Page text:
Wednesday, August 3, 2011

Leaving Caballo

It was with a heavy heart that I woke early Monday morning before dawn and watched the sun crest the mountains to the east. This was to be my last day at Caballo, at least for a while, as I move into an apartment this morning in Truth or Consequences.

The fine filigree fingers of the gnarly salt cedars sway in the breeze. Birds swoop overhead. Down at the banks of the Rio Grande fishermen in dawn light wait patiently for catfish bites.

Waiting patiently in dawn's light .... [please click]
Could I really leave this morning paradise? I wondered.

The lower riverside part of Caballo Lake park is a one-of-a-kind place. Nowhere else will you find the mix of salt cedars and cottonwoods, or hear water cascading over a dam, or see hawks and eagles in flight, or skunks and raccoon on the prowl at night, or cattle walking placidly by in the morning, or swallows wheeling above the river at dusk, or bats wheeling the sky at night.

At 10 a.m. a stampede into the field.
And the people who come here are special too. These are not the Class A motor home dwellers who park their rigs at the upper levels of the park, turn on the air conditioners and stay indoors. These are mostly tent and trailer campers who come in pickup trucks and cars from Las Cruces and El Paso to celebrate, build fires, cook steaks, drink beer, play music, fish.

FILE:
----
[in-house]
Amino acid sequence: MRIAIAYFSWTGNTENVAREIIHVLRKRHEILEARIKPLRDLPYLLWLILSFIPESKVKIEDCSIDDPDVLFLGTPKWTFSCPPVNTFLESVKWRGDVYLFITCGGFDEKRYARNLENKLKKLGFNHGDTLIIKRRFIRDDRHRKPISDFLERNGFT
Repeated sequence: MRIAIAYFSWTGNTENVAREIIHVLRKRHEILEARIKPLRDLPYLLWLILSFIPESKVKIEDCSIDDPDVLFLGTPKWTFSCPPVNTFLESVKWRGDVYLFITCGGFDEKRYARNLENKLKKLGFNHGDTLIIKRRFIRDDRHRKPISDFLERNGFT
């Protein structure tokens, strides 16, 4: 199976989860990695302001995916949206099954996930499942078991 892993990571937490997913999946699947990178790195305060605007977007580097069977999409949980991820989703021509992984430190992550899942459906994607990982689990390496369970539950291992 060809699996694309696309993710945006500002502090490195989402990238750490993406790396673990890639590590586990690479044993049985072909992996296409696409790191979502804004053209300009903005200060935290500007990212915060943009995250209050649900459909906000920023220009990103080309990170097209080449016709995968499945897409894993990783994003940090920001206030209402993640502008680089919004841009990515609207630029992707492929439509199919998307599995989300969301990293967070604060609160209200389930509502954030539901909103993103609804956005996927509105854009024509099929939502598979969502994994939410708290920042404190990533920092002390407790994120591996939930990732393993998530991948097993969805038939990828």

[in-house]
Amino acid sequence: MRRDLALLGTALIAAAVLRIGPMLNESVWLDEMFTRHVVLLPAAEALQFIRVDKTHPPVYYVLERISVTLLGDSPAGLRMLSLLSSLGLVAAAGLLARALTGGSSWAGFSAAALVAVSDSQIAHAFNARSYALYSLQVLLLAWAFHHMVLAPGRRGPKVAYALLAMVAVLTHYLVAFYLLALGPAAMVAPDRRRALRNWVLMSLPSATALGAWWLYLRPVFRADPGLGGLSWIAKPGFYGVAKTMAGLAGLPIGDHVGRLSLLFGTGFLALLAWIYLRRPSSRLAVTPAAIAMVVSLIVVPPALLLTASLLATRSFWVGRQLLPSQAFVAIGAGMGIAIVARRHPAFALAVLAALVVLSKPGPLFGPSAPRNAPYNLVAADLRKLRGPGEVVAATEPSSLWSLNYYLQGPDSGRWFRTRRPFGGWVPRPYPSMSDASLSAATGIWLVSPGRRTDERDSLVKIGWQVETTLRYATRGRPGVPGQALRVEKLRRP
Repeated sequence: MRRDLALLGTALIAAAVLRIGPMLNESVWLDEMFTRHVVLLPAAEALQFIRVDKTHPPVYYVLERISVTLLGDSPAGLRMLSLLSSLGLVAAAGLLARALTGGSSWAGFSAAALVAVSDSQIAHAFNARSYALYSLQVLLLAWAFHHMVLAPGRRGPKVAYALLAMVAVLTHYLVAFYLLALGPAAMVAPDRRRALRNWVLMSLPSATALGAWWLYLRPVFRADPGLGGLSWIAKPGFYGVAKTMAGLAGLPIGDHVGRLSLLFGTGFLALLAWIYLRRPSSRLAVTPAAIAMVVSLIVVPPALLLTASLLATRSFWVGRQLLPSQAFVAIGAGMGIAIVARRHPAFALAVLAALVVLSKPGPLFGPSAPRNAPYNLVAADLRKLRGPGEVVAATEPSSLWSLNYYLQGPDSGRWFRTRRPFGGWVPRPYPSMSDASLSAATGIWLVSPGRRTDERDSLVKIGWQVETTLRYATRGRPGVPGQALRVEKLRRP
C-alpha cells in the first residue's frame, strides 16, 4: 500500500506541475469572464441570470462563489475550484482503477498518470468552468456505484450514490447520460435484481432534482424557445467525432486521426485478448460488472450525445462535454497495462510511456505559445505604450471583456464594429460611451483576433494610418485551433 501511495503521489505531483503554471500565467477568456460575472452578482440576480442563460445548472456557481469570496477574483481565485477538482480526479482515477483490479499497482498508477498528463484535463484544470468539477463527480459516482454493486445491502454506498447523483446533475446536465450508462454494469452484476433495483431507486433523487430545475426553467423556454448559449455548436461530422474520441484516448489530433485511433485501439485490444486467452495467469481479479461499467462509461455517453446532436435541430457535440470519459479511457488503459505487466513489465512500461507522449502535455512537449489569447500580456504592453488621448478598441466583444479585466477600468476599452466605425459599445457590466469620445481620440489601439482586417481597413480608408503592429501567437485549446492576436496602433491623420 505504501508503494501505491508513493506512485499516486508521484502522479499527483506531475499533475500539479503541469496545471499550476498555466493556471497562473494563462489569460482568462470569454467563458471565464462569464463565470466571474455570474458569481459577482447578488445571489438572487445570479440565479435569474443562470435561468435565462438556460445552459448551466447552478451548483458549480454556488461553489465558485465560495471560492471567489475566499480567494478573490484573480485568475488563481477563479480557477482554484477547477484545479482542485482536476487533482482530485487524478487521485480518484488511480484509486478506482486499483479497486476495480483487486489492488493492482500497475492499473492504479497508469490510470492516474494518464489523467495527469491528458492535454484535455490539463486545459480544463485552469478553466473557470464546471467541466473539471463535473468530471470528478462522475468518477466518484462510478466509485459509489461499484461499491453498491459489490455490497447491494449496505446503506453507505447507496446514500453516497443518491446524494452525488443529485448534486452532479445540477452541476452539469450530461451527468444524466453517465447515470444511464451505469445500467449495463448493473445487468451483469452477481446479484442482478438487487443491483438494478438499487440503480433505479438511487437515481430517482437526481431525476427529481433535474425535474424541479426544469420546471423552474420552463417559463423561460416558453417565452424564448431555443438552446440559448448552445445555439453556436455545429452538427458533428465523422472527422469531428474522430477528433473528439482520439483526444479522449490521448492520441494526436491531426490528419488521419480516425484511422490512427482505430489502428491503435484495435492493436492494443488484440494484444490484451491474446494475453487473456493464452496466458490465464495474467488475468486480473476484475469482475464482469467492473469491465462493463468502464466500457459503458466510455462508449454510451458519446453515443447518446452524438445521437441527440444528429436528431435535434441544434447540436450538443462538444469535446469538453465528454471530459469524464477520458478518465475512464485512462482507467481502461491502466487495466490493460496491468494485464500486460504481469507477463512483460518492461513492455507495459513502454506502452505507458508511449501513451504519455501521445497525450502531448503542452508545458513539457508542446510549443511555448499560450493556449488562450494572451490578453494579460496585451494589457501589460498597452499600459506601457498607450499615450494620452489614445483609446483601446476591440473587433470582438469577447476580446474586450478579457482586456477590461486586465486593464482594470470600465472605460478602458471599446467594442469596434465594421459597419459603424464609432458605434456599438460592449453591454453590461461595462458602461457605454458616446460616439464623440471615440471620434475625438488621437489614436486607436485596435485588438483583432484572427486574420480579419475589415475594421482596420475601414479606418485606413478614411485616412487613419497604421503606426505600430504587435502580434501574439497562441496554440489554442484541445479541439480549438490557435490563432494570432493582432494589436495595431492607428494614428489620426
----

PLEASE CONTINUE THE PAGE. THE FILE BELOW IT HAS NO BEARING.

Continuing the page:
July 4 is a special holiday here.

So is Easter when the park fills with extended family, sometimes as many as ten tents to a site.

It is a special occasion because 600-dozen eggs are placed in an open field to the south the night before. On Sunday morning the kids line up. At 10 a.m. the whistle blows, and they stampede into the field, picking it clean of eggs within minutes.

And so it is just after dawn. I have eaten breakfast, packed my bus, said my goodbyes to the river and the trees, the ground squirrels and the song birds. I turn the key and nothing happens. I depend on a 65-watt solar panel to keep my bus batteries charged and power a small refrigerator and other things. The past three days have been overcast. My batteries are too weak. I have a battery charger with me. I take the starting battery out, carry it to an electrical outlet and charge it for three hours. Now I am ready to go.

My 65-watt solar panel -- no good without sun.
(Later I find that a loose wire from the charge controller may have been at fault.)

But I am not thinking of my electrical gremlins as I pull out of Caballo. I am thinking of friends like Albert Carreras who comes here to relax and fish. Who plays Santa at Christmas to hundreds of kids in and around Las Cruces. Of Jack, the camp host, and his wife who did me so many favors. Of the smiles and the waves of so many.

I am thinking, too, strangely, of the cows that walk through placidly at night and dawn, whose 'moos' add a strangely bucolic note to the morning air. The mourning doves that take the place of roosters.

Morning cows at Caballo.
It is a magic place, I will be back, I tell myself. If not to this park then another. For now as the engine hums with life I am going to an apartment in a town with a stove, refrigerator, shower, running water, a bed, electricity, a desk -- because I need a place to write.

But as I look in the rear view mirror I know my heart is here as is in so many places the bus has taken me.

Time, though, to move on.



  1. sniff... and wow
    and I want to go
    beautiful post...

  2. I am enjoying your posts. I will be heading to New Mexico soon and will have to Caballo out. Hope you keep posting when you are in the apt.

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